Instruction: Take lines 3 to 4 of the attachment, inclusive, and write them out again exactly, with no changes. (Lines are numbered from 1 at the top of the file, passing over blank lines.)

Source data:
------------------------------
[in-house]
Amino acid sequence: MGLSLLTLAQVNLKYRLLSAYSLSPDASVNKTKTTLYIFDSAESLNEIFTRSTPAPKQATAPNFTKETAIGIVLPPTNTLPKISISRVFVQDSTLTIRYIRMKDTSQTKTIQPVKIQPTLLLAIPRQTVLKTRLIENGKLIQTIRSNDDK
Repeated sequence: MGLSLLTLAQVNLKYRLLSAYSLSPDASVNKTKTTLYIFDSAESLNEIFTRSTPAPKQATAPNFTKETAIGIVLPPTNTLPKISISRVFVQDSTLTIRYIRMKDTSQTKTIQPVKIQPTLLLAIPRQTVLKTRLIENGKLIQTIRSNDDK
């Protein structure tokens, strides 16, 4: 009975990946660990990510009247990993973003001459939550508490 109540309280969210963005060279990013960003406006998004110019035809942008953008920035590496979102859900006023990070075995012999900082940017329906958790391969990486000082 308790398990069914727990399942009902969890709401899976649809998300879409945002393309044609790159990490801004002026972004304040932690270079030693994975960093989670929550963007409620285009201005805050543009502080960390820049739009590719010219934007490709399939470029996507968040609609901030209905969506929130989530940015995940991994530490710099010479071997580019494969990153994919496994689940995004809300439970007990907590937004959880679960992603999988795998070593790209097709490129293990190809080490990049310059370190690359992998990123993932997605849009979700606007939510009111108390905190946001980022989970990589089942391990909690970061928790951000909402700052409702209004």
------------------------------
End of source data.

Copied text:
Repeated sequence: MGLSLLTLAQVNLKYRLLSAYSLSPDASVNKTKTTLYIFDSAESLNEIFTRSTPAPKQATAPNFTKETAIGIVLPPTNTLPKISISRVFVQDSTLTIRYIRMKDTSQTKTIQPVKIQPTLLLAIPRQTVLKTRLIENGKLIQTIRSNDDK
């Protein structure tokens, strides 16, 4: 009975990946660990990510009247990993973003001459939550508490 109540309280969210963005060279990013960003406006998004110019035809942008953008920035590496979102859900006023990070075995012999900082940017329906958790391969990486000082 308790398990069914727990399942009902969890709401899976649809998300879409945002393309044609790159990490801004002026972004304040932690270079030693994975960093989670929550963007409620285009201005805050543009502080960390820049739009590719010219934007490709399939470029996507968040609609901030209905969506929130989530940015995940991994530490710099010479071997580019494969990153994919496994689940995004809300439970007990907590937004959880679960992603999988795998070593790209097709490129293990190809080490990049310059370190690359992998990123993932997605849009979700606007939510009111108390905190946001980022989970990589089942391990909690970061928790951000909402700052409702209004």